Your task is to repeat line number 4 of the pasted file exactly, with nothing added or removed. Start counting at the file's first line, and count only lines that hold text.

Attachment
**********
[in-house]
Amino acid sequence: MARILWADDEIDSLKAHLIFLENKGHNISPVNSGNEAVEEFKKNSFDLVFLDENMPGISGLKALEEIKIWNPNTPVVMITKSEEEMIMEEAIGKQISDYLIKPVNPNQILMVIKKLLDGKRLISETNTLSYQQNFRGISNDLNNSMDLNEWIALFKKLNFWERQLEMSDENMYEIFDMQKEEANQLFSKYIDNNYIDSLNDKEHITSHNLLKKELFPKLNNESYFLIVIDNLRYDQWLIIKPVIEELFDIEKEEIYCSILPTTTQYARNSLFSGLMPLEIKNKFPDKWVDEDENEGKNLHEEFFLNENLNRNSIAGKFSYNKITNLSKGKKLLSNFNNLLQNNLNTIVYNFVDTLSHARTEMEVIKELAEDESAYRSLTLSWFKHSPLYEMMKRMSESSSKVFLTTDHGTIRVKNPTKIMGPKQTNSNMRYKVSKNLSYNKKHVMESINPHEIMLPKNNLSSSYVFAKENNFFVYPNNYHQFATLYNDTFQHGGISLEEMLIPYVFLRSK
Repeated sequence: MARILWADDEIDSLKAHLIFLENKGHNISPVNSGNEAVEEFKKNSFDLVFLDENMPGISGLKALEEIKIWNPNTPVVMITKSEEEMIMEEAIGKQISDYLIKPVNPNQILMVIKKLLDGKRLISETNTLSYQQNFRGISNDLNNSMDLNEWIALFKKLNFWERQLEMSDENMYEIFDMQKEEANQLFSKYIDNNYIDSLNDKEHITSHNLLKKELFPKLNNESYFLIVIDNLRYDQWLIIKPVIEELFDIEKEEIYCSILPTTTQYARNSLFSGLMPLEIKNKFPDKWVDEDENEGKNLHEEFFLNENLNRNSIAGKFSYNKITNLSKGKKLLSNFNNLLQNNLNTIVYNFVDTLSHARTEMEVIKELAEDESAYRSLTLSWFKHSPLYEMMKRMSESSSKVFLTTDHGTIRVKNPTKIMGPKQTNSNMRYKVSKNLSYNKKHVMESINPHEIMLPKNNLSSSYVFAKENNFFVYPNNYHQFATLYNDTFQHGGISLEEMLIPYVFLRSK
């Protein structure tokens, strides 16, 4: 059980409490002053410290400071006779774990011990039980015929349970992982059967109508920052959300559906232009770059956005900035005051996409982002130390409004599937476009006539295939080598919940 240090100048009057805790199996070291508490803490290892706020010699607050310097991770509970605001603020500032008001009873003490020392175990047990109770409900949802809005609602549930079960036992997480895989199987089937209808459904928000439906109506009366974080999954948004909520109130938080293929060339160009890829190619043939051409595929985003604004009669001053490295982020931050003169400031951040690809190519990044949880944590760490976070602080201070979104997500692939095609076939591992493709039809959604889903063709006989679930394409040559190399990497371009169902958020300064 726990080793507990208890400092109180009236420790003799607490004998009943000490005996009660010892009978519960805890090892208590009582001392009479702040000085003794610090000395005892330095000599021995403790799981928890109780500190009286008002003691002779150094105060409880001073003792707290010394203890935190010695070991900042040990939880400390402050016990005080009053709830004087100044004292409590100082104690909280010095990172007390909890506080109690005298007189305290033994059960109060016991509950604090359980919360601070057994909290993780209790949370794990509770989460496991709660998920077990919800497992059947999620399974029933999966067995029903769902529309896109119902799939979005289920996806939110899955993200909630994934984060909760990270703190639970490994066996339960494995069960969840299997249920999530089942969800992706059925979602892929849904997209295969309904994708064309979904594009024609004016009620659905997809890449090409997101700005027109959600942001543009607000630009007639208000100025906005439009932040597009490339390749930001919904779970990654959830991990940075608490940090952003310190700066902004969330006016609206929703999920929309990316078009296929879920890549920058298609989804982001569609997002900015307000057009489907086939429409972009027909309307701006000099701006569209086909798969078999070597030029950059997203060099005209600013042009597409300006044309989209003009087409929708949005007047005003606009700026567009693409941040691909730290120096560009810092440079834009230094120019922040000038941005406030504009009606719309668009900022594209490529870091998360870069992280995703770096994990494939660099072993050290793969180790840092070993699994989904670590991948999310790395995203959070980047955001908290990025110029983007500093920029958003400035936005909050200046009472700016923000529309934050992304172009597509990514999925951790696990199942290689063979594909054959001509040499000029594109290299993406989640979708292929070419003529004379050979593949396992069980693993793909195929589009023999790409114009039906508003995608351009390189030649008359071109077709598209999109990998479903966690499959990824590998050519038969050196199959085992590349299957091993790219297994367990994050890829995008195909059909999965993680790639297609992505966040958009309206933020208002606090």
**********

């Protein structure tokens, strides 16, 4: 059980409490002053410290400071006779774990011990039980015929349970992982059967109508920052959300559906232009770059956005900035005051996409982002130390409004599937476009006539295939080598919940 240090100048009057805790199996070291508490803490290892706020010699607050310097991770509970605001603020500032008001009873003490020392175990047990109770409900949802809005609602549930079960036992997480895989199987089937209808459904928000439906109506009366974080999954948004909520109130938080293929060339160009890829190619043939051409595929985003604004009669001053490295982020931050003169400031951040690809190519990044949880944590760490976070602080201070979104997500692939095609076939591992493709039809959604889903063709006989679930394409040559190399990497371009169902958020300064 726990080793507990208890400092109180009236420790003799607490004998009943000490005996009660010892009978519960805890090892208590009582001392009479702040000085003794610090000395005892330095000599021995403790799981928890109780500190009286008002003691002779150094105060409880001073003792707290010394203890935190010695070991900042040990939880400390402050016990005080009053709830004087100044004292409590100082104690909280010095990172007390909890506080109690005298007189305290033994059960109060016991509950604090359980919360601070057994909290993780209790949370794990509770989460496991709660998920077990919800497992059947999620399974029933999966067995029903769902529309896109119902799939979005289920996806939110899955993200909630994934984060909760990270703190639970490994066996339960494995069960969840299997249920999530089942969800992706059925979602892929849904997209295969309904994708064309979904594009024609004016009620659905997809890449090409997101700005027109959600942001543009607000630009007639208000100025906005439009932040597009490339390749930001919904779970990654959830991990940075608490940090952003310190700066902004969330006016609206929703999920929309990316078009296929879920890549920058298609989804982001569609997002900015307000057009489907086939429409972009027909309307701006000099701006569209086909798969078999070597030029950059997203060099005209600013042009597409300006044309989209003009087409929708949005007047005003606009700026567009693409941040691909730290120096560009810092440079834009230094120019922040000038941005406030504009009606719309668009900022594209490529870091998360870069992280995703770096994990494939660099072993050290793969180790840092070993699994989904670590991948999310790395995203959070980047955001908290990025110029983007500093920029958003400035936005909050200046009472700016923000529309934050992304172009597509990514999925951790696990199942290689063979594909054959001509040499000029594109290299993406989640979708292929070419003529004379050979593949396992069980693993793909195929589009023999790409114009039906508003995608351009390189030649008359071109077709598209999109990998479903966690499959990824590998050519038969050196199959085992590349299957091993790219297994367990994050890829995008195909059909999965993680790639297609992505966040958009309206933020208002606090």